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As organizations place advanced data and sophisticated analytics at the heart of their operations and reshape customer experiences with innovative digital services, new cyber security and privacy challenges are emerging that require corporate leaders to take digital trust seriously.

Building and protecting trust is now integral to how businesses operate and interact with stakeholders. KPMG’s “2022 Cyber Trust Insights” report surveyed 1,881 executives to outline five key steps to building trust through cybersecurity and privacy.

These steps are: weaving cybersecurity and privacy into the fabric of the organization; building internal alliances; evolving the role of the chief information security officer (CISO); and, collaborating with other partners in the corporate ecosystem as key to increased trust.

And with that trust comes improved profitability—according to more than a third of respondents—along with better customer retention and stronger commercial relationships. Innovation, talent retention and an increased market share are also possible if organizations recognize that digital trust matters.

According to KPMG International Global Cyber Security Practice Leader Akhilesh Tuteja, “each new data activity that an organization embarks on exposes them to potential vulnerabilities and risks that should be guarded against to maintain trust.”

"Executives are starting to acknowledge these risks—many of the respondents [78 percent] agree that new technologies [such as AI and machine learning] come with unique, and often ill-understood, cyber security and trust challenges. If these challenges aren’t adequately addressed, the risk to an organization can be extreme,” Tuteja said.

Digital transformation is well underway across every industry, with businesses overhauling their technology. Data from KPMG’s Global Tech Report, launched earlier this year, revealed 61 percent of businesses expect to embrace disruptive new tech platforms within two years and, over the next three years, say they will increasingly ramp up their digital investments. KPMG’s research and perspective show that for these new emerging technologies to be adopted successfully, businesses must be able to instill trust.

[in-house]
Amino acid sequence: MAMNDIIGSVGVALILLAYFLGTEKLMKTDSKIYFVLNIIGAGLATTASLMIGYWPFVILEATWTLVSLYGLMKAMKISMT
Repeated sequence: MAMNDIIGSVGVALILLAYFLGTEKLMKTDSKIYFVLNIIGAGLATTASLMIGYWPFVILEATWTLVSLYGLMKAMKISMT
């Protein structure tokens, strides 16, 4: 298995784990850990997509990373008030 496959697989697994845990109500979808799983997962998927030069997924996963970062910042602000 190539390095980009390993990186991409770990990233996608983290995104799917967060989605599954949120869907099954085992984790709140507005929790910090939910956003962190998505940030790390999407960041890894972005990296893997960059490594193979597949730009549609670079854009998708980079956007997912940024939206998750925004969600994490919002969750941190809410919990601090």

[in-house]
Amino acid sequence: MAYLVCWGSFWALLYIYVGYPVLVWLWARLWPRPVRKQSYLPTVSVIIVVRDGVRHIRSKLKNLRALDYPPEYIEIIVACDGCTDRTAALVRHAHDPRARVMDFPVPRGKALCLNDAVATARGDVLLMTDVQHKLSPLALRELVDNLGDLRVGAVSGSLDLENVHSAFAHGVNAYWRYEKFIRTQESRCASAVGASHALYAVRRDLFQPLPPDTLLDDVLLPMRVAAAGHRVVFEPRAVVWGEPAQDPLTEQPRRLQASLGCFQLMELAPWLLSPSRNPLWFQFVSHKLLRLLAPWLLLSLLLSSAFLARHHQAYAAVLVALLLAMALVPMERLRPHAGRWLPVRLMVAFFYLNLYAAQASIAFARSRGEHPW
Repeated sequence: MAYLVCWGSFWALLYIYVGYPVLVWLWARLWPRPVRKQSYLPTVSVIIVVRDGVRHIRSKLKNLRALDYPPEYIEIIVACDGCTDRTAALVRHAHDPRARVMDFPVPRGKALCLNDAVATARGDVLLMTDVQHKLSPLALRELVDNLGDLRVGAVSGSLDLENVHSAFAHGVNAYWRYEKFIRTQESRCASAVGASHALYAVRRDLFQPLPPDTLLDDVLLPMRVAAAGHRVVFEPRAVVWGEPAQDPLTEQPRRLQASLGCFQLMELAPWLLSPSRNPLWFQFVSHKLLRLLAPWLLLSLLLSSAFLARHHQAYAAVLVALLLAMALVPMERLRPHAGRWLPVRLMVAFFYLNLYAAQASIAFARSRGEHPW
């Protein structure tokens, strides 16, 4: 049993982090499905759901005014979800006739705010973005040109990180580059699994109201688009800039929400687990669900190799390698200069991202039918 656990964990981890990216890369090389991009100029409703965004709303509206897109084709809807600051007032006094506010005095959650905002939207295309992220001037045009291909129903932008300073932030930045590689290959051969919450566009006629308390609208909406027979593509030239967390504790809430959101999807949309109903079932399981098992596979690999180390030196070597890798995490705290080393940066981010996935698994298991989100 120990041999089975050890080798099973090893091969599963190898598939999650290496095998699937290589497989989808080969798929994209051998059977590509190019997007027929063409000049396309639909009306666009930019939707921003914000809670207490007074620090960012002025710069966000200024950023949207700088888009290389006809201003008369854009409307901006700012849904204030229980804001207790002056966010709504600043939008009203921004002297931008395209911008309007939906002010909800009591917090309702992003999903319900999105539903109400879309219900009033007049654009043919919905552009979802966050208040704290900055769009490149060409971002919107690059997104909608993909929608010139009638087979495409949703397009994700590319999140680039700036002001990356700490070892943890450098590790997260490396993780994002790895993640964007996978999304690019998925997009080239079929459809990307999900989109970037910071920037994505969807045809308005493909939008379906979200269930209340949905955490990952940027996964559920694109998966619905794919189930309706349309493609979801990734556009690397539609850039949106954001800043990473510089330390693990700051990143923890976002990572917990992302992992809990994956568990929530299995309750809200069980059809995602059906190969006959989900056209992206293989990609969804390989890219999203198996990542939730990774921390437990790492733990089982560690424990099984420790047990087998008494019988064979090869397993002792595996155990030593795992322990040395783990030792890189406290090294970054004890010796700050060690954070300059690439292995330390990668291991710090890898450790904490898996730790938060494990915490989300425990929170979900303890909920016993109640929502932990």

The “2022 Cyber Trust Insight” report found over 80 percent of executives understand the importance of improving cyber security and data protection to securing stakeholder trust. They are also looking to their CISOs to be a champion of digital trust.

CISOs themselves know what is at stake, and although many have the confidence of their employers, others do not have a mandate to fulfill their objectives in building stakeholder trust. Almost two-thirds of respondents (65 percent) say that information security is seen by their organizations as a risk-reduction activity, rather than a business enabler. And 57 percent say that senior leaders do not understand the competitive benefits that are possible due to enhanced trust that is enabled by better information security.

CISOs understand their responsibilities, but the research shows that many are struggling to fulfill them. This could be because the organization they are in lacks a clear vision of what digital trust really means and the difference it can make.